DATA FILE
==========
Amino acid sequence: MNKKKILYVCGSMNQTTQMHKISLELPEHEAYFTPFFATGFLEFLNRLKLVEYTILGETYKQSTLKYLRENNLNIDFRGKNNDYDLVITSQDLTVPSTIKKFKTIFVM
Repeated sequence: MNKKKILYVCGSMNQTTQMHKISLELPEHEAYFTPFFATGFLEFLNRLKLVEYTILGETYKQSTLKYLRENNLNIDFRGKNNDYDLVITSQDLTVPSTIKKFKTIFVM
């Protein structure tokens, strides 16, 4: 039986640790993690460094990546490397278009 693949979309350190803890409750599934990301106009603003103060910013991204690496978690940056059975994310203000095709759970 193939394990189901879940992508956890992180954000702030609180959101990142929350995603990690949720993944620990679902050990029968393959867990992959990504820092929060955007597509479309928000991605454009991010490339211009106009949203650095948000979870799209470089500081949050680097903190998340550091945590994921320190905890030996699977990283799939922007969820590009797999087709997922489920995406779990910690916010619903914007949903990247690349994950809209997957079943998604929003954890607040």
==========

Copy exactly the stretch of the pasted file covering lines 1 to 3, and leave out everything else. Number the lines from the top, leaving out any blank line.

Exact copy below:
Amino acid sequence: MNKKKILYVCGSMNQTTQMHKISLELPEHEAYFTPFFATGFLEFLNRLKLVEYTILGETYKQSTLKYLRENNLNIDFRGKNNDYDLVITSQDLTVPSTIKKFKTIFVM
Repeated sequence: MNKKKILYVCGSMNQTTQMHKISLELPEHEAYFTPFFATGFLEFLNRLKLVEYTILGETYKQSTLKYLRENNLNIDFRGKNNDYDLVITSQDLTVPSTIKKFKTIFVM
């Protein structure tokens, strides 16, 4: 039986640790993690460094990546490397278009 693949979309350190803890409750599934990301106009603003103060910013991204690496978690940056059975994310203000095709759970 193939394990189901879940992508956890992180954000702030609180959101990142929350995603990690949720993944620990679902050990029968393959867990992959990504820092929060955007597509479309928000991605454009991010490339211009106009949203650095948000979870799209470089500081949050680097903190998340550091945590994921320190905890030996699977990283799939922007969820590009797999087709997922489920995406779990910690916010619903914007949903990247690349994950809209997957079943998604929003954890607040």